EVANSTON — State championships are very special and should be celebrated. Undefeated seasons are on a whole other level. They include a state championship and oh, so much more.
The Lyman Lady Eagles accomplished their goal of a state volleyball title, but the way in which they did so is extraordinary. A 36-0 record. Impressive in its own right, right?
What the Lady Eagles recently accomplished becomes even more impressive, almost unbelievable, actually, when put into context.
Lyman High School can boast of three undefeated seasons in the past couple of decades, give or take a few years. As previously mentioned in the Herald, Scott Ehlers guided the 1995 Lady Eagles basketball team to a perfect season en route to a state championship back in 1995.
Lyman Eagles football retaliated, after a 10-2 season state title loss to Lovell in 2012, to exact revenge in 2013, with a 22-20 win over the Bulldogs, to cap off a perfect 12-0 campaign.
Take nothing away from the 2013 2A state champs in football or the miraculous Lady Eagles basketball team of 1994-95, but the 2018 volleyball state championship was extra special. Why?
Undefeated football seasons happen. Look back on state records and you will find a number of teams have managed that feat, even in the current millennium. It becomes much rarer on the basketball hardwood, due in no small part, to the number of games played. It’s doubled. So, 24 games as opposed to 12 for football.
Lyman volleyball won 36 games, but think of it in volleyball terms. Ordinarily, a match is comprised of up to five sets or games; in preseason competition, it may be a best of three, as opposed to a regular season best of five.
Lyman won the majority of its contests in three sets — 26 of 30, during the preseason and regular season. Using that as a statistical gauge or aggregate, Lady Eagles volleyball only separated itself from the competition to the tune of 108-0. Sure, they lost a few sets along the way, but never a match. If you extend that to all five-game set matches, Lyman would wallop the competition, 180-0.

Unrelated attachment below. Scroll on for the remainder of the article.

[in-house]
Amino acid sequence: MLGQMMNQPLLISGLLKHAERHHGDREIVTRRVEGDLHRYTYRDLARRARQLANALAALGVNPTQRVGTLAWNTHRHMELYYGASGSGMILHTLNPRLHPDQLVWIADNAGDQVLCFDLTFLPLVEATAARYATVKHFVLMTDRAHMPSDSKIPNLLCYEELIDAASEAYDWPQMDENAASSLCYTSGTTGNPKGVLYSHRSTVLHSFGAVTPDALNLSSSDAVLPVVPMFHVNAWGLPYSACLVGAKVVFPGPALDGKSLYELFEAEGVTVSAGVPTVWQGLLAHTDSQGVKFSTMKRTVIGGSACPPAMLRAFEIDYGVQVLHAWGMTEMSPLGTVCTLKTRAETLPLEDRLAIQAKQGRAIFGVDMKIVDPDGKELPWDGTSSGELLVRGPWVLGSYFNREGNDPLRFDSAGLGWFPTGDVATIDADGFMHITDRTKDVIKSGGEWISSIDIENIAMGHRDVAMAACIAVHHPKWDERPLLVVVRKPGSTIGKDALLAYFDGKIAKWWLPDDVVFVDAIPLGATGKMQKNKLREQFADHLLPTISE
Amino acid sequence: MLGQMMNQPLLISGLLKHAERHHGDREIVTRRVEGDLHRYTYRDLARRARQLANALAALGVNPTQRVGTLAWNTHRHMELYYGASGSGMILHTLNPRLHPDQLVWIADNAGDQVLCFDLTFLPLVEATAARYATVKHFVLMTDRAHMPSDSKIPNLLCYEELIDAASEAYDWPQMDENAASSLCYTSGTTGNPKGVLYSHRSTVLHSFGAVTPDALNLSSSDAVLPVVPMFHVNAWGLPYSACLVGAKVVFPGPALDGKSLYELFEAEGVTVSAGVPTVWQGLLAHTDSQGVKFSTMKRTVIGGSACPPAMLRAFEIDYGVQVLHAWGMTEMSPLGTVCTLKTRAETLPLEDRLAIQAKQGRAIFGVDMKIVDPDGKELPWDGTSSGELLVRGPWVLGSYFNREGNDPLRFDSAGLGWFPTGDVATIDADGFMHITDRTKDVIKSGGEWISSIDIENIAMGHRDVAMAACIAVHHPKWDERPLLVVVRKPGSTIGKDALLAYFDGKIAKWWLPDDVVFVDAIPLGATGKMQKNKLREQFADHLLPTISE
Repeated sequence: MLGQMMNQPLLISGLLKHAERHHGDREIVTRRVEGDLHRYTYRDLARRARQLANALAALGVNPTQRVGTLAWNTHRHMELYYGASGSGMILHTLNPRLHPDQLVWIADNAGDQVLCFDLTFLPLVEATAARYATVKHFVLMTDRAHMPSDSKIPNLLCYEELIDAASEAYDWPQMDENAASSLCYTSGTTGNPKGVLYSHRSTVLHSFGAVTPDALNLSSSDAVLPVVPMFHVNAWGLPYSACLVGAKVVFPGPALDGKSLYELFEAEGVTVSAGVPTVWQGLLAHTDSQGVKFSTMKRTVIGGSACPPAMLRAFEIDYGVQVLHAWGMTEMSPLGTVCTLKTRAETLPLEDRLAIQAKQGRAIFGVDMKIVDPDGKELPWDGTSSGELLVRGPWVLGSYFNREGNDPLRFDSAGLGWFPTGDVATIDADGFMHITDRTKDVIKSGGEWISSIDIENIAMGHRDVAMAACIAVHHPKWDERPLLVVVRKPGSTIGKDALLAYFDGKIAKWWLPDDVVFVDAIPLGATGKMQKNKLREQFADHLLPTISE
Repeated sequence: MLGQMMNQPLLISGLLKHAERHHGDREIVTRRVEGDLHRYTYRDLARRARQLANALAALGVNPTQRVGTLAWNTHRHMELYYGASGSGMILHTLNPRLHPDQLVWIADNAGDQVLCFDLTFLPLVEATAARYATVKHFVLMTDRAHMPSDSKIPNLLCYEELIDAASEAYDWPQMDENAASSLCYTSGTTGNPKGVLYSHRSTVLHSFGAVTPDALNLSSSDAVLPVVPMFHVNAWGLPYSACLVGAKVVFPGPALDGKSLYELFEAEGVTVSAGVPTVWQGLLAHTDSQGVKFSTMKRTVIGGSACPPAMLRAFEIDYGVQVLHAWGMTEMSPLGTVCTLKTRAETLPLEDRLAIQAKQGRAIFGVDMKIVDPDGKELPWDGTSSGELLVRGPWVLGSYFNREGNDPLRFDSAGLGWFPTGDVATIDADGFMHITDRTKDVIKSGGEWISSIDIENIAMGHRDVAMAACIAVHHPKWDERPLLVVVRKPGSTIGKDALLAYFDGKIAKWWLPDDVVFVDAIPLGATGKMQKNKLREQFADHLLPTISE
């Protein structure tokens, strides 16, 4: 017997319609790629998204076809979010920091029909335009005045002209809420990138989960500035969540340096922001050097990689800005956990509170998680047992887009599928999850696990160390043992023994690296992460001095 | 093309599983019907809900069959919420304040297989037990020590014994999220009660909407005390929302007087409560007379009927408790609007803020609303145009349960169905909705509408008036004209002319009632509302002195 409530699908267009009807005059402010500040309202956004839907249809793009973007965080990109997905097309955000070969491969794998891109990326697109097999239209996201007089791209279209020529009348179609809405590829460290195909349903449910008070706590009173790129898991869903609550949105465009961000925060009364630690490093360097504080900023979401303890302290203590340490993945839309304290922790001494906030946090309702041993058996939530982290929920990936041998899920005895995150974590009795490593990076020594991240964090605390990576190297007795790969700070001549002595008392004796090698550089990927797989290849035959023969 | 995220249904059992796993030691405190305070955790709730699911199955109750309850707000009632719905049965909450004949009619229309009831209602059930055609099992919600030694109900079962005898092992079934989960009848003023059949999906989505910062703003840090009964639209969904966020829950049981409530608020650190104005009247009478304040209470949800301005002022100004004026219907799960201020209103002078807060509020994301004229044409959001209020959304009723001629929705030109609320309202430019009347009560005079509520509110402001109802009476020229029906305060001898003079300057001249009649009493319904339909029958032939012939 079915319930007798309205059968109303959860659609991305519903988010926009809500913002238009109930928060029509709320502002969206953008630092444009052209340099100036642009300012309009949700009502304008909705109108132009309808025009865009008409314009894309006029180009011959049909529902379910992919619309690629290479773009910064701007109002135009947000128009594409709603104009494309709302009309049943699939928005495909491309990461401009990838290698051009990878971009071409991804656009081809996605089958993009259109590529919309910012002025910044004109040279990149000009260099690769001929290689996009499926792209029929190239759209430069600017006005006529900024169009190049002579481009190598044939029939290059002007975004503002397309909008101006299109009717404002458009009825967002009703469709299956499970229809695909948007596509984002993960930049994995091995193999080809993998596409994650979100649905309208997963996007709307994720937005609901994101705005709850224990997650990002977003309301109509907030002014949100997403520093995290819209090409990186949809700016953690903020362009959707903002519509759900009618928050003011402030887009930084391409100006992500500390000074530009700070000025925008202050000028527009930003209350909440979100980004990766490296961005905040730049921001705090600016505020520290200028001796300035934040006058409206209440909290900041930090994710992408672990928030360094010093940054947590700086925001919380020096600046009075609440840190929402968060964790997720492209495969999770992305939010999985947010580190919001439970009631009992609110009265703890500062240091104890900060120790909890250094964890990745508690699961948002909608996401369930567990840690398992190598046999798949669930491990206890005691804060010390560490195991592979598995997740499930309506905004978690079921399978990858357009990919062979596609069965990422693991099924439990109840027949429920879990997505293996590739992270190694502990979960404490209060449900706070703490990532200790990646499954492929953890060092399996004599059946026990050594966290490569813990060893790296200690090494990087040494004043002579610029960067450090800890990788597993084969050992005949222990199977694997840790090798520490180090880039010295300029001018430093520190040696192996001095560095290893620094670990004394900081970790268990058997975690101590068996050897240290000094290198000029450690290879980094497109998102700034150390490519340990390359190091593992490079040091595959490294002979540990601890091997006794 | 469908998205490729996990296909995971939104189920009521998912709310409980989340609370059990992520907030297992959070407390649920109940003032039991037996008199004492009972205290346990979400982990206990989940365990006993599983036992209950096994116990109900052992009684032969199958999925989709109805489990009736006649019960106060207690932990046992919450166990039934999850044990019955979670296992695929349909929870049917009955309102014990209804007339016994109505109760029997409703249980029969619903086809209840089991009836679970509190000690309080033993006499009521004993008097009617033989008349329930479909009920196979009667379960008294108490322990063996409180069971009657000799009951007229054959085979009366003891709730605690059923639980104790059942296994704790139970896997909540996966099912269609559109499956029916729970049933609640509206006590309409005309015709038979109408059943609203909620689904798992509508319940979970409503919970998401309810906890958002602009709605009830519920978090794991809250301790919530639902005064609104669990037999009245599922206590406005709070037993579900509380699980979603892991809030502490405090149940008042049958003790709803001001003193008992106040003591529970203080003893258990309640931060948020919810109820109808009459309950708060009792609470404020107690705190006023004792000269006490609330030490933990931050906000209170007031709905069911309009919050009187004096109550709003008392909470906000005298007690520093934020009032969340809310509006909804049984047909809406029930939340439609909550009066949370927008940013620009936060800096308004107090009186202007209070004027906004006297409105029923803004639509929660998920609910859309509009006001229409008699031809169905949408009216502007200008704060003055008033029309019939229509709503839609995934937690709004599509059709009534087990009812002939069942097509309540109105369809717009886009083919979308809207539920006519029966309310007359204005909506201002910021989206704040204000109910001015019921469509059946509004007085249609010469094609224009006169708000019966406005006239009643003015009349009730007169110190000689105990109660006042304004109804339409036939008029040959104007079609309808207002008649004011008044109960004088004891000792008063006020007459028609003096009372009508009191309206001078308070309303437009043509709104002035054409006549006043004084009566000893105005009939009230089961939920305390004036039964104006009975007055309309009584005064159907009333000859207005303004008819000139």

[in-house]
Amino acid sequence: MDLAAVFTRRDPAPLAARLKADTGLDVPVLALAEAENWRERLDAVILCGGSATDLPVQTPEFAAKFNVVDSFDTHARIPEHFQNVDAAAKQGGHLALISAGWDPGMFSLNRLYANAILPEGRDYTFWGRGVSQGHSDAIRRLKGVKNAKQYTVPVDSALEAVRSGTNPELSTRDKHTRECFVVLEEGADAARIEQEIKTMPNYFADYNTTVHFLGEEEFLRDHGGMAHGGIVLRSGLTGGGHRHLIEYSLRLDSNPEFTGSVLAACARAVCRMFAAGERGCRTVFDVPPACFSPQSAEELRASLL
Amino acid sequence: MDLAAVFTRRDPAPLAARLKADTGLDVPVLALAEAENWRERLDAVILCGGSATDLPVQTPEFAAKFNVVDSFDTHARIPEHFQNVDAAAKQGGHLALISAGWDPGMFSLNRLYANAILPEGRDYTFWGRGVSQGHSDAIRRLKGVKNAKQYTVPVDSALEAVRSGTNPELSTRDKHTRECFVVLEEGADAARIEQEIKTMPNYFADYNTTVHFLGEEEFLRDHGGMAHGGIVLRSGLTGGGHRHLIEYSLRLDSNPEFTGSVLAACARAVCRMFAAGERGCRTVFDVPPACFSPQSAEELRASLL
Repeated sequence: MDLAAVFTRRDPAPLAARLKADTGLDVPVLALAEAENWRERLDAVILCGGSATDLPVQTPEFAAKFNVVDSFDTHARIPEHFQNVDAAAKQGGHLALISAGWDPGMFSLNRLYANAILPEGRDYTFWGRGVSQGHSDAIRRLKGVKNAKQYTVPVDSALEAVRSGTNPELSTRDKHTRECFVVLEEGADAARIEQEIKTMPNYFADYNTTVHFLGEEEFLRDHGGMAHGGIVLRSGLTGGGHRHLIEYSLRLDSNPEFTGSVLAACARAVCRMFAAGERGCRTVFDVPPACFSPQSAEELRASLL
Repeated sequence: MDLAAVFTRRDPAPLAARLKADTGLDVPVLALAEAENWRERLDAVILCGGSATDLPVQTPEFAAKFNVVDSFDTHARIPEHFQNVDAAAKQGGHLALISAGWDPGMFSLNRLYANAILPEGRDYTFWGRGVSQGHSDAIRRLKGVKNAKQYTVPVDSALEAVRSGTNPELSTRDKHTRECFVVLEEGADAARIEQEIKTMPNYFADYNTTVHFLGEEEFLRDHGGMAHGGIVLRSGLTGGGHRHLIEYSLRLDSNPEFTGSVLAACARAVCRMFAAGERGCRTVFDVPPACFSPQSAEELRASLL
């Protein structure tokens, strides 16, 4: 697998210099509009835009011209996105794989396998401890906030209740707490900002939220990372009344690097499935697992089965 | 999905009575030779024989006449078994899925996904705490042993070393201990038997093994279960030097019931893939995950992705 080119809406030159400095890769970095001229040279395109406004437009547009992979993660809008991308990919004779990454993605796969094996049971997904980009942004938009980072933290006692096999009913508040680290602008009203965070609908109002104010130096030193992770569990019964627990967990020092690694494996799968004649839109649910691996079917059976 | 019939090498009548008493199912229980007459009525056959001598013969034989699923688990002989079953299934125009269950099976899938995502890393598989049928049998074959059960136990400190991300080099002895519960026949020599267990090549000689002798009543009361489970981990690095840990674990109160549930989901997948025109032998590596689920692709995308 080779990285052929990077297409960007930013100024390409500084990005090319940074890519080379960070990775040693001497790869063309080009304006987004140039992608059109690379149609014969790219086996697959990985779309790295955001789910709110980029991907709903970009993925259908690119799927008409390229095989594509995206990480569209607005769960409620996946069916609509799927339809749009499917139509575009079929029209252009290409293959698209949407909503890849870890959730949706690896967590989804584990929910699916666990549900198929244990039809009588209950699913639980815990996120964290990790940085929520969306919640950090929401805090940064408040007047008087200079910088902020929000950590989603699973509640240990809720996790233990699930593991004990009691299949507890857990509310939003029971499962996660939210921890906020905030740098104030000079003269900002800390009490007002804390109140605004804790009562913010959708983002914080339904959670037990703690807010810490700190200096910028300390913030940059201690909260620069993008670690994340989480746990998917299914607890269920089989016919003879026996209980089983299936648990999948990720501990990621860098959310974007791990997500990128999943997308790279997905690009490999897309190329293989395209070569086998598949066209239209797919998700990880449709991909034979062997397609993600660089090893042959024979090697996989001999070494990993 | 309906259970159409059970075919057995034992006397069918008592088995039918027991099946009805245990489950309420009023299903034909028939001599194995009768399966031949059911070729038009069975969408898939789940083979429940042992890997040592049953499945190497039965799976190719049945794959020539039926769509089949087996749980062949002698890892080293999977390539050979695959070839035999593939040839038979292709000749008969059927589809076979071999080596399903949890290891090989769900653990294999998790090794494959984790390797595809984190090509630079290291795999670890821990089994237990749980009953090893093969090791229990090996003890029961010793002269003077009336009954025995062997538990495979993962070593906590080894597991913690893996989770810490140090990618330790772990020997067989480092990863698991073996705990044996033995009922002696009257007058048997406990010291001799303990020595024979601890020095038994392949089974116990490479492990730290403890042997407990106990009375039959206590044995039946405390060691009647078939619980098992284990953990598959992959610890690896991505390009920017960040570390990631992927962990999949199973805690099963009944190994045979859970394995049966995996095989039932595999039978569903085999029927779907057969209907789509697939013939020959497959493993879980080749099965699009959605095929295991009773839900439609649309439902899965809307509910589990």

Again, they lost some sets. Arch rival Mountain View took the Lady Eagles to task twice, early in the Cokeville tournament championship, and again in the 3A West regional tournament, yet Lyman ultimately triumphed on both occasions.
Lyman’s biggest challenge, perhaps unbeknownst to them or anyone else, awaited the Lady Eagles on the biggest stage of their perfect season, in the 3A title match.
Thirty and zero entering the 3A West Conference regional tournament. Lyman opens with and sweeps Lovell (25-8, 25-10, 25-11). They sweep Pinedale (25-14, 25-22, 25-21) and are set to face a team with more impetus to knock them off than anyone, and a talented, top-5 ranked team to boot. Mountain View and Lyman went all five sets, but Lyman wins on the Lady Buffs’ floor (25-17, 26-28, 24-26, 25-19, 15-10) and are headed to state at 33-0.
First came Torrington on Nov. 1, and a 3-0 sweep was the result (25-13, 25-1, 25-11). Lyman then faced last year’s 3A state champion in the Lady Bearcats of Douglas. A close first set, but yet another sweep (28-26, 25-12, 25-12). That’s now 30 out of 35 resulting in sweeps if you’re keeping score — a few 2-0 victories in best of three competitions, but the majority were 3-0 in best of five matches in the Lady Eagles’ dominating season.
Then came Rawlins, for the 3A state crown.
“We had never really had our backs against the wall,” head coach Brecia Hansen said.
“We got by Douglas, who is a very solid, very good team, rather easily, so I didn’t know what to expect the following day,” Hansen told the Herald.
Lyman had previously defeated Rawlins in tournament play (21-8, 21-19) in Rawlins, but that was back on Sept. 8.
Rawlins managed to go 31-4 prior to squaring off against Lyman with victories over more than a handful of Wyoming 4A teams, including state runner-up Laramie, who bested the Lady Outlaws twice, but Rawlins did notch a victory over Laramie. Their only other losses were to Rapid City, South Dakota, Stevens. Rawlins narrowly lost their third meeting with Laramie to close out September but arrived with a 10-game win streak for the showdown with Lyman.